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in accordance with this chapter arid carries its register number displayed as provided in section six . . . but violation of this section shall not constitute a defence to actions of tort for injuries suffered by a person, or for the death of a person, or for injury to property, unless it is shown that the person injured in his person or property or killed was the owner or operator of the motor vehicle the operation of which was in violation of this section, or unless it is shown that the person so injured or killed, or the owner of the property so injured, knew or had reasonable cause to know that this section was being violated."

In the instant case there is nothing in the answers of the applicant inconsistent with the statement that the registered truck belonged to Bernard Popkin, individually, and his failure to answer the question whether it was owned by a copartnership is conclusive evidence that the truck was not registered as copartnership property. Had the truck in fact been the sole property of Popkin, it would have been legally possible for him to register it under a trade name, other facts being set out in the application, or shown by evidence, which established that he was well known by his trade name. Rand v. Farquhar, 226 Mass. 91, 97. Crompton v. Williams, 216 Mass. 184, 187. Koley v. Williams, 265 Mass. 601, 602. Liddell v. Middlesex Motor Co. 275 Mass. 346, 352. Bacon v. Boston Elevated Railway, 256 Mass. 30, 32. It is plain that question 9 of the application, which reads: "Is this vehicle owned by you individually? (Answer Yes or No) Or is it owned jointly or by a Co-partnership Association or Corporation," was designed to avoid ambiguous or confusing registration, and that one of its main purposes is to afford easy identification of the owner of a motor vehicle involved in an accident. In the case at bar Popkin, under the penalties of perjury, declared that he personally was the owner of the registered truck, and at the trial testified without contradiction that the truck was owned by a co-partnership called "United Produce Company." The statement of ownership required by G. L. (Ter. Ed.) c. 90, § 2, is a matter made vital by this statute. Its provision must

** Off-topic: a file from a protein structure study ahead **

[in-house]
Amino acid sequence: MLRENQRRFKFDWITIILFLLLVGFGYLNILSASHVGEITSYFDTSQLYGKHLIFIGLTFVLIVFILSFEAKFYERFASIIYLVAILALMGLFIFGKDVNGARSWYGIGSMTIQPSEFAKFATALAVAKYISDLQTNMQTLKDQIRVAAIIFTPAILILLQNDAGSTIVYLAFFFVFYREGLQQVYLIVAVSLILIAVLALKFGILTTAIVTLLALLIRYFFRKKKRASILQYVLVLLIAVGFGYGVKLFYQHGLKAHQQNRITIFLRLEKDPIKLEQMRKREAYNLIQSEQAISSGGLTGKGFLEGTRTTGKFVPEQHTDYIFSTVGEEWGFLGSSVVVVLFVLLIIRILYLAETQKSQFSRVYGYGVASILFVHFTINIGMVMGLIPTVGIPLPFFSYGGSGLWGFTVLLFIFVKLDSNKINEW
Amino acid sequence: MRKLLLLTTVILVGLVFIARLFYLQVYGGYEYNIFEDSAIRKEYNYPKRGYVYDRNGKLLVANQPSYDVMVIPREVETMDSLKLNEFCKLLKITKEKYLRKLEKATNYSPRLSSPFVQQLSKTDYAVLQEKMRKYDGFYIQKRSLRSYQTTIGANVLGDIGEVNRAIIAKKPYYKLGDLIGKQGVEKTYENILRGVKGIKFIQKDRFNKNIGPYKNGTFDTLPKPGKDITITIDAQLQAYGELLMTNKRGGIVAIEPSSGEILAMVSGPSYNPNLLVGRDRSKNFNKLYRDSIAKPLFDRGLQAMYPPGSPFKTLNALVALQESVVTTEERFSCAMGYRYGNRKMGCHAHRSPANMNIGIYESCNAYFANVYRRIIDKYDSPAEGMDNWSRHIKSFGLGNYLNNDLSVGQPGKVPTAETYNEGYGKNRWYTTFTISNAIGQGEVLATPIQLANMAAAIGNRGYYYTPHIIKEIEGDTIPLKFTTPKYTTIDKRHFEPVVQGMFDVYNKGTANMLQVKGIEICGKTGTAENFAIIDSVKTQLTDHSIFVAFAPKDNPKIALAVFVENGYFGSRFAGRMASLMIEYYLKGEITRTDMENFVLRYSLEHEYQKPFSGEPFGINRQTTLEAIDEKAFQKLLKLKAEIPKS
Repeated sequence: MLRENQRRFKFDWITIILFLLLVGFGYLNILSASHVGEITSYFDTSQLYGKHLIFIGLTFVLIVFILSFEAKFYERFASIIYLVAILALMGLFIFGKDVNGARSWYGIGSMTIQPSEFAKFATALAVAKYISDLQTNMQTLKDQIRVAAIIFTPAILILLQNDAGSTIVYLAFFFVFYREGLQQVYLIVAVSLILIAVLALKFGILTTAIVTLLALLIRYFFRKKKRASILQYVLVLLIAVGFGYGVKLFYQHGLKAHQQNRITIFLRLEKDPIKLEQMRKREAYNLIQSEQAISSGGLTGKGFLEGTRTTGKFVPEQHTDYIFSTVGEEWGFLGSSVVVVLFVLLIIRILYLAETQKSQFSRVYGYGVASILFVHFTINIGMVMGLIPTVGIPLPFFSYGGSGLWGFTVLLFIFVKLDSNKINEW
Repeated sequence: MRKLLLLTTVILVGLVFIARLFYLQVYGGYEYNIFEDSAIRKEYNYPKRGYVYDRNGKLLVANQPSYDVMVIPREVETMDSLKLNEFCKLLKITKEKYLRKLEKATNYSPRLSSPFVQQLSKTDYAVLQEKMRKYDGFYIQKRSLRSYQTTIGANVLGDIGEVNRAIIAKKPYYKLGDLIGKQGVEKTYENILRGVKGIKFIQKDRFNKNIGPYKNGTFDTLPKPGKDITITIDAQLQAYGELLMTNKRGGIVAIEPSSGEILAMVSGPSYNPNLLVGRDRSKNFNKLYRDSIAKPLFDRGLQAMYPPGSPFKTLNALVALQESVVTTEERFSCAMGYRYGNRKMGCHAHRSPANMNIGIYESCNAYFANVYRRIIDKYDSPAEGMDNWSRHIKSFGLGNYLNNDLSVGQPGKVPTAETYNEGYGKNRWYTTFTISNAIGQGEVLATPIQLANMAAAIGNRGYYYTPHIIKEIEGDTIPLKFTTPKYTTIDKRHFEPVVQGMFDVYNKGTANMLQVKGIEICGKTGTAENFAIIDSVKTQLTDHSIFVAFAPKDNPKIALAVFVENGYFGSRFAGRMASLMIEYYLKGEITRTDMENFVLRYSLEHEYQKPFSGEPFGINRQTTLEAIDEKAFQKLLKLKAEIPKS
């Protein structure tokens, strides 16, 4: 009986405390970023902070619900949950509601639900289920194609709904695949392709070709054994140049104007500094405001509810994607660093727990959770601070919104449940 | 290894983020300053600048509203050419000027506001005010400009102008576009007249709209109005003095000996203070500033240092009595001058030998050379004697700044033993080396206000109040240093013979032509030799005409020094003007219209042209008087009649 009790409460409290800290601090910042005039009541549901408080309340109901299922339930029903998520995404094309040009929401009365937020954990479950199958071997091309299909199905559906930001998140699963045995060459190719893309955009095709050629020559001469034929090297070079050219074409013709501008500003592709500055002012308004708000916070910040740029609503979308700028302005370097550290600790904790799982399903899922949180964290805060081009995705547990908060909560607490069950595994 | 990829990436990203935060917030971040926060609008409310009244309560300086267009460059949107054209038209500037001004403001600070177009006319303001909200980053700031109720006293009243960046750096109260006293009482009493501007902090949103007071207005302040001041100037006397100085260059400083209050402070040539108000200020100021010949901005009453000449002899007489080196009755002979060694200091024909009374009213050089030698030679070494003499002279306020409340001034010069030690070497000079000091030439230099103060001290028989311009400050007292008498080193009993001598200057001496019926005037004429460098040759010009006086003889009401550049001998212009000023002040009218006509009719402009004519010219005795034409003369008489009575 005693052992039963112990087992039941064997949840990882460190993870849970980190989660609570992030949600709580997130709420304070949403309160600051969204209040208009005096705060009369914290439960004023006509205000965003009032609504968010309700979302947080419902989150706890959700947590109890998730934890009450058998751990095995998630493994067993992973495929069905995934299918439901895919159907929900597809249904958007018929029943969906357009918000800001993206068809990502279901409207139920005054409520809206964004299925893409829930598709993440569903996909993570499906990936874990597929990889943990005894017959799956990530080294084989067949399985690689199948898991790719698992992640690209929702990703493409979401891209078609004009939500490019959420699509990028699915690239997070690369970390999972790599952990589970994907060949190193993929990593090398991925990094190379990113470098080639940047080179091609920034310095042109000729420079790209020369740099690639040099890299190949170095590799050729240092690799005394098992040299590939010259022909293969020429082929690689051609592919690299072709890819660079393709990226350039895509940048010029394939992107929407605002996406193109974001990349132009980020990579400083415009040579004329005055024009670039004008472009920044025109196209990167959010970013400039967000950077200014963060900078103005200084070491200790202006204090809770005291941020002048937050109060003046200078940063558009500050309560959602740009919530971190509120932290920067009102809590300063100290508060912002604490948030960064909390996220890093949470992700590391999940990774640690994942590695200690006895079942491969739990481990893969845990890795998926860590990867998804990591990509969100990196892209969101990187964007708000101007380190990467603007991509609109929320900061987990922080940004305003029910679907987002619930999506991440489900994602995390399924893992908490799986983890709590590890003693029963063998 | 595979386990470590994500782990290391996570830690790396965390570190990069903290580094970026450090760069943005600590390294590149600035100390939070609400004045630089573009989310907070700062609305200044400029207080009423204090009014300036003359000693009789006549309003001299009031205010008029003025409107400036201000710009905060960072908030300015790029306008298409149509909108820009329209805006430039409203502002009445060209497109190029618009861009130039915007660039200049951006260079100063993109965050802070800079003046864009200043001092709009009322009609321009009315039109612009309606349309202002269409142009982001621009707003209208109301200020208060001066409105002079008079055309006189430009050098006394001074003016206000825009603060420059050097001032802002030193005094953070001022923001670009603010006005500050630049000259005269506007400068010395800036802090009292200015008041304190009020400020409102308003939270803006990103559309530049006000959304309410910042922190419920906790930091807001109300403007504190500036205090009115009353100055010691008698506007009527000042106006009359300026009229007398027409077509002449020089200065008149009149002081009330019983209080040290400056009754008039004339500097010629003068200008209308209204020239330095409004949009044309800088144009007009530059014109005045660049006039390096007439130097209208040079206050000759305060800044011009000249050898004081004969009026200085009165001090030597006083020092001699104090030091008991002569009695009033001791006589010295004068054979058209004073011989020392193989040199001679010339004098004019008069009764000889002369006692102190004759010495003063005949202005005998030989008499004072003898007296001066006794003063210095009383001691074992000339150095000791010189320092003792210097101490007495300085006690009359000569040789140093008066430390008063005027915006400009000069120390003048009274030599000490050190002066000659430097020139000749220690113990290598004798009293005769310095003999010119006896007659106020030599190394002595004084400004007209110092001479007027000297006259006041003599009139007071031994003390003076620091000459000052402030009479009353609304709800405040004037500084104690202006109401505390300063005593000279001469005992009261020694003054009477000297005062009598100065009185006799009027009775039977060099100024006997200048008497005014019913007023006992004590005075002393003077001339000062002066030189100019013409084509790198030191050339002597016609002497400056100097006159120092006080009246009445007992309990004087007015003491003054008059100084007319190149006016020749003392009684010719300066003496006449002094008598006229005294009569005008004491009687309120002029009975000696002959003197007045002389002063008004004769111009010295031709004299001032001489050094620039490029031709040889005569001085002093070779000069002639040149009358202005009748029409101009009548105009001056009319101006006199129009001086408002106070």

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be strictly complied with, and the lack of compliance invalidates the registration. Nash v. Lang, 268 Mass. 407, 409. Kilduff v. Boston Elevated Railway, 247 Mass. 453, 454. The plaintiffs, owners and operator of the unregistered truck, are severally barred from recovery by the provisions of G. L. (Ter. Ed.) c. 90, § 9. In each case the motion of the defendant should have been granted.

Exceptions sustained.

Judgments for defendant.